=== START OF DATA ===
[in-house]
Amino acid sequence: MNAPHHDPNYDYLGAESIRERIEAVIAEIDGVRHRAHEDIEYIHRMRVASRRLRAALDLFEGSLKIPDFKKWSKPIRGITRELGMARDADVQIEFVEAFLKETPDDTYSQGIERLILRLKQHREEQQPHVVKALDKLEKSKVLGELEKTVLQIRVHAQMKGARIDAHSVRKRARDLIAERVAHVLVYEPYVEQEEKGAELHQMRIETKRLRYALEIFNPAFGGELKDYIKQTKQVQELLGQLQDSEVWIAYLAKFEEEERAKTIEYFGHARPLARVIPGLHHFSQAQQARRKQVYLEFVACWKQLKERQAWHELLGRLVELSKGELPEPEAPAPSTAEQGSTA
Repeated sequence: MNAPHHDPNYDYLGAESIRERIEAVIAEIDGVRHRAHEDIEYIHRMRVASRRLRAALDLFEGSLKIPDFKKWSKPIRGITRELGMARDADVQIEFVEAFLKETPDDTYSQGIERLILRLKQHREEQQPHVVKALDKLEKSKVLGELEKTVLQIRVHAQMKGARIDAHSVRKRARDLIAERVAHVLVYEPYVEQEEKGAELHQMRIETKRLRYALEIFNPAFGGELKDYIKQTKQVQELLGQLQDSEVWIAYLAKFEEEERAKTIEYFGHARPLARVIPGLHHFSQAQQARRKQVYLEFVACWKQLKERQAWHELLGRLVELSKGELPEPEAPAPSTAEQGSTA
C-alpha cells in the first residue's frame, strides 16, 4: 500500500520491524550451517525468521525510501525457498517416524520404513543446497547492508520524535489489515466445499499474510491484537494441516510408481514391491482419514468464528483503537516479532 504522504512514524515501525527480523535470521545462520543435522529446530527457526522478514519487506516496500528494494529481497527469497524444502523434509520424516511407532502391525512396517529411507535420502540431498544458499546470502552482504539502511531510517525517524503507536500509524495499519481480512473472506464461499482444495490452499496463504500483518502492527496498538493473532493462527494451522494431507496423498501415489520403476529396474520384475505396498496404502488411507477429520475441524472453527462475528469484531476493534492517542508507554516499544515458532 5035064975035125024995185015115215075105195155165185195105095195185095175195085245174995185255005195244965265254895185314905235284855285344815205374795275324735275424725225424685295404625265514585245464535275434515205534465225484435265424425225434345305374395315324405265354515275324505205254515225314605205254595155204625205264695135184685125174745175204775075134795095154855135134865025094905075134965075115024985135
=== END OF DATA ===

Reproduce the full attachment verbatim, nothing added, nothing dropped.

[in-house]
Amino acid sequence: MNAPHHDPNYDYLGAESIRERIEAVIAEIDGVRHRAHEDIEYIHRMRVASRRLRAALDLFEGSLKIPDFKKWSKPIRGITRELGMARDADVQIEFVEAFLKETPDDTYSQGIERLILRLKQHREEQQPHVVKALDKLEKSKVLGELEKTVLQIRVHAQMKGARIDAHSVRKRARDLIAERVAHVLVYEPYVEQEEKGAELHQMRIETKRLRYALEIFNPAFGGELKDYIKQTKQVQELLGQLQDSEVWIAYLAKFEEEERAKTIEYFGHARPLARVIPGLHHFSQAQQARRKQVYLEFVACWKQLKERQAWHELLGRLVELSKGELPEPEAPAPSTAEQGSTA
Repeated sequence: MNAPHHDPNYDYLGAESIRERIEAVIAEIDGVRHRAHEDIEYIHRMRVASRRLRAALDLFEGSLKIPDFKKWSKPIRGITRELGMARDADVQIEFVEAFLKETPDDTYSQGIERLILRLKQHREEQQPHVVKALDKLEKSKVLGELEKTVLQIRVHAQMKGARIDAHSVRKRARDLIAERVAHVLVYEPYVEQEEKGAELHQMRIETKRLRYALEIFNPAFGGELKDYIKQTKQVQELLGQLQDSEVWIAYLAKFEEEERAKTIEYFGHARPLARVIPGLHHFSQAQQARRKQVYLEFVACWKQLKERQAWHELLGRLVELSKGELPEPEAPAPSTAEQGSTA
C-alpha cells in the first residue's frame, strides 16, 4: 500500500520491524550451517525468521525510501525457498517416524520404513543446497547492508520524535489489515466445499499474510491484537494441516510408481514391491482419514468464528483503537516479532 504522504512514524515501525527480523535470521545462520543435522529446530527457526522478514519487506516496500528494494529481497527469497524444502523434509520424516511407532502391525512396517529411507535420502540431498544458499546470502552482504539502511531510517525517524503507536500509524495499519481480512473472506464461499482444495490452499496463504500483518502492527496498538493473532493462527494451522494431507496423498501415489520403476529396474520384475505396498496404502488411507477429520475441524472453527462475528469484531476493534492517542508507554516499544515458532 5035064975035125024995185015115215075105195155165185195105095195185095175195085245174995185255005195244965265254895185314905235284855285344815205374795275324735275424725225424685295404625265514585245464535275434515205534465225484435265424425225434345305374395315324405265354515275324505205254515225314605205254595155204625205264695135184685125174745175204775075134795095154855135134865025094905075134965075115024985135